Ambient Occlusion part 2

Ambient Occlusion pt 2

Ambient Occlusion (AO): Why it’s needed.

Last time we talked about Ambient Occlusion in Game Art (Part 1), let’s delve a little deeper.

When we first look at objects, for a fraction of a second, we evaluate shapes and contours, and determine the silhouette of things around us. That allows us to mentally compartmentalize things into, say, “That area is a car” and “that bunch of stuff is a tree” and so on.

Once we identify individual objects’ boundaries, we then see the inner details within the boundaries, like “That’s a car mirror” or “That’s a hubcap” and so on.

In both cases contrast is what we are seeing. Or “where one thing ends, and another begins.” Contrast defines boundaries. That’s why the pictures in this very blogpost have a black stroke, or boundary, around the text; to aid in readability. Strokes work very well for 2D elements, which is why virtually all game interface elements have them, game company logos have them, and important text like game titles have them.

In 3D games, the silhouette of an object is determined mostly by the actual polygon modeling itself. But all the details within that silhouette are determined by the textures, or images, applied to the polygon surface.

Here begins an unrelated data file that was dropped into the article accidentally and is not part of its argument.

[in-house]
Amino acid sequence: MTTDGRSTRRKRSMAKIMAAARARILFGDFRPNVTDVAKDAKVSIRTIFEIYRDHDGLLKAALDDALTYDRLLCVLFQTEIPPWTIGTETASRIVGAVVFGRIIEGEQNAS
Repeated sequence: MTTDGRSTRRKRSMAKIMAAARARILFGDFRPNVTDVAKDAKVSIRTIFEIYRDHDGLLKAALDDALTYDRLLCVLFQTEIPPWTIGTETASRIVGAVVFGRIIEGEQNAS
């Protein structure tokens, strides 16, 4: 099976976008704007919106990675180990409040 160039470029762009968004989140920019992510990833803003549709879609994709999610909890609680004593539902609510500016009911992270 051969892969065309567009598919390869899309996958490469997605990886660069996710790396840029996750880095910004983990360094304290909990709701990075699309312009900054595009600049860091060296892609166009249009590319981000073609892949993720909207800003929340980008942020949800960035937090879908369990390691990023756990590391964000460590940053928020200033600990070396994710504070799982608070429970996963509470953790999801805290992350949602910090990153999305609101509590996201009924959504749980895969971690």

Imagine for a moment, that we have a 3D model of a giant mech robot, with one generic color applied to the whole thing.

Contours only

Virtually everything that has been modeled isn’t visible or noticeable, besides the outer contour.

That’s where lighting comes in. To actually see the surfaces and details clearly, we need value changes, or contrast.

Lit robot

Light hits things, making objects a bit brighter on one side, and darker on the other.

Let’s add Ambient Occlusion into the mix.

Lit, with Ambient Occlusion

Now we can see finer details more easily.

Lastly, here’s our robot with proper color texture maps applied (that include AO in them).

Diffuse Color robot

There you have it. AO is important because it lets us see what is there. Without AO, or advanced lighting techniques, we might not notice the majority of small surface details a game artist put there. AO accentuates the details, making them easier for a human eye to discern them by providing contrast.

But then it gets strange… You can also accentuate details that are not there.

But that’s a topic for another article, which may include some killer game art tips!


Rupert Morris is a Game Art instructor at VFS